WINCHESTER — With many area residents temporarily out of work due to the COVID-19 pandemic, some no longer have enough money to feed and care for their pets.
The SPCA of Winchester, Frederick and Clarke Counties has launched a new program, Pets for Life, so financially struggling families won’t have to part with their furry friends.
The program is the brainchild of SPCA Executive Director Lavenda Denney, who first proposed Pets for Life last year. A four-person committee chaired by Kristy Walker was formed to figure out how the SPCA’s pet food pantry could evolve into a full-fledged pet retention program that operates year-round.
“It will hopefully be funded by grants and give us the opportunity to have financial resources to help pets stay with their owners, instead of us having to find new homes for pets that are already loved by owners who have some sort of circumstance,” Denney said in February.
When the pandemic struck in mid-March, though, the economy tanked. It appeared the program’s launch would have to be put on hold, even as the need for it became greater than ever.
“As we got into the pandemic, we were getting a lot more calls from people who needed pet supplies, pet food, pet services because they’re now out of a job,” Walker said this week in a telephone interview.
In response, the Pets for Life committee doubled down in its efforts to bring the program to fruition. Even though money was scarce, Walker and fellow committee members Shari Thwing, Shelly Nerangis and Jennifer Gaylor took it upon themselves to deliver pet food to families in need.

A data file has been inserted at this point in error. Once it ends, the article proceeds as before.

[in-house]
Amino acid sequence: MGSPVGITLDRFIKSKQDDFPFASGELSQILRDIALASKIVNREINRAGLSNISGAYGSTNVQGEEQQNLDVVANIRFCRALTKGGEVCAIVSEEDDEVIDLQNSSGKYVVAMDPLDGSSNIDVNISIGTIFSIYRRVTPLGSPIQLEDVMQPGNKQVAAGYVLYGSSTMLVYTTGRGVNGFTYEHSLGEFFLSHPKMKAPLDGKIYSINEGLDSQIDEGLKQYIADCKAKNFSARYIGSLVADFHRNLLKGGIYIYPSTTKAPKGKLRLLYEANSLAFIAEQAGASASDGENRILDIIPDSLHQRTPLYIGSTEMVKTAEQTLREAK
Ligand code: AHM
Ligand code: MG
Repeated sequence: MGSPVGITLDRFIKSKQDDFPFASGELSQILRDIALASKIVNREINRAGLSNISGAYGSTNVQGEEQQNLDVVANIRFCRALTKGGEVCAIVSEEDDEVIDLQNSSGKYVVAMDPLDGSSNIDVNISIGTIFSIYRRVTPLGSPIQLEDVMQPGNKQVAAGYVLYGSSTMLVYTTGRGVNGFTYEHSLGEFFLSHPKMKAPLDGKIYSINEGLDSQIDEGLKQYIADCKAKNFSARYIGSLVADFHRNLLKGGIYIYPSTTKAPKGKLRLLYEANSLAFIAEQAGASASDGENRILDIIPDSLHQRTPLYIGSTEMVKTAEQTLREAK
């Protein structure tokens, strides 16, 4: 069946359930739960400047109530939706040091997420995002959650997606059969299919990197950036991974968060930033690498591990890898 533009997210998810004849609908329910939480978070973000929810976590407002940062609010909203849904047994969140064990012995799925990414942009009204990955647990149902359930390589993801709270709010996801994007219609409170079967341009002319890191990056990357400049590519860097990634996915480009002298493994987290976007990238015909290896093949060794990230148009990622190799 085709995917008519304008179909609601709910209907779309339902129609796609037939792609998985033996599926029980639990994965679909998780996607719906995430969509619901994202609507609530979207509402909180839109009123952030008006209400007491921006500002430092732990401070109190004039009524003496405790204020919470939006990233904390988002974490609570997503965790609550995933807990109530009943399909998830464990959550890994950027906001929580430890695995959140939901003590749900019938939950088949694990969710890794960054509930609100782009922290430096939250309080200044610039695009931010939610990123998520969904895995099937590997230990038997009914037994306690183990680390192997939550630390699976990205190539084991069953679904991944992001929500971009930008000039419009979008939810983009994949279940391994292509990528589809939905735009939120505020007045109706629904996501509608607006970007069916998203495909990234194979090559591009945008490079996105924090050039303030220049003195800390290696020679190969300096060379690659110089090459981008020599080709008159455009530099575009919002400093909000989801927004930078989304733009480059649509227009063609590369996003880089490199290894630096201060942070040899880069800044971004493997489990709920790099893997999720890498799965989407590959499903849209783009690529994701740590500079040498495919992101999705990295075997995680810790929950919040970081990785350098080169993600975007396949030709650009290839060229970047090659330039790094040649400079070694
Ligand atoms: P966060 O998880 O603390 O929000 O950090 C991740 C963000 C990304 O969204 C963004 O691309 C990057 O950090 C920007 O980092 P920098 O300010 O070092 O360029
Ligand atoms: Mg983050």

“The committee also developed a Pets for Life protocol and applied for their first program grant, which came through the United Way of Northern Shenandoah Valley‘s COVID-19 relief fund,” Denney wrote in an email. “This $1,000 grant was awarded in support of the pet food pantry and for emergency veterinary assistance for families impacted by COVID-19.”
Committee members are still delivering food as needed on weekday afternoons, but more money is required for Pets for Life to continue. To address that need, a weeklong fundraising event begins on Sunday.
The Canine Quarantine Virtual Outdoor Challenge is a safe way for people to help the local SPCA while enjoying time with their pets. To participate, pet owners are asked to register online and make a donation of any amount they choose.
“Hopefully we’ll get some good donations,” Walker said. “We’re keeping our fingers crossed and will be happy to get whatever we get.”
Starting Sunday and continuing through Saturday, challenge participants will take daily walks with their pets and keep track of their steps with the exercise app or device of their choice. Participants are also encouraged to post daily progress updates to social media using the hashtags #petsforlife, #caninequarantineoutdoorchallenge or #spcavirtualchallenge.
Walker said the Pets for Life committee did not set a fundraising goal, but she hopes the Canine Quarantine Virtual Outdoor Challenge will generate “a couple thousand dollars.”
Although the only prize is bragging rights, participants can award themselves with a limited-edition T-shirt that lets everyone know they supported the challenge. All proceeds from shirt sales will benefit Pets for Life.
“It’s good to know people will be able to keep their pets,” Walker said. “Hopefully we’ll do good next week. I’ve got my fingers crossed.”
For more information about Pets for Life and the Canine Quarantine Virtual Outdoor Challenge, visit winchesterspca.org.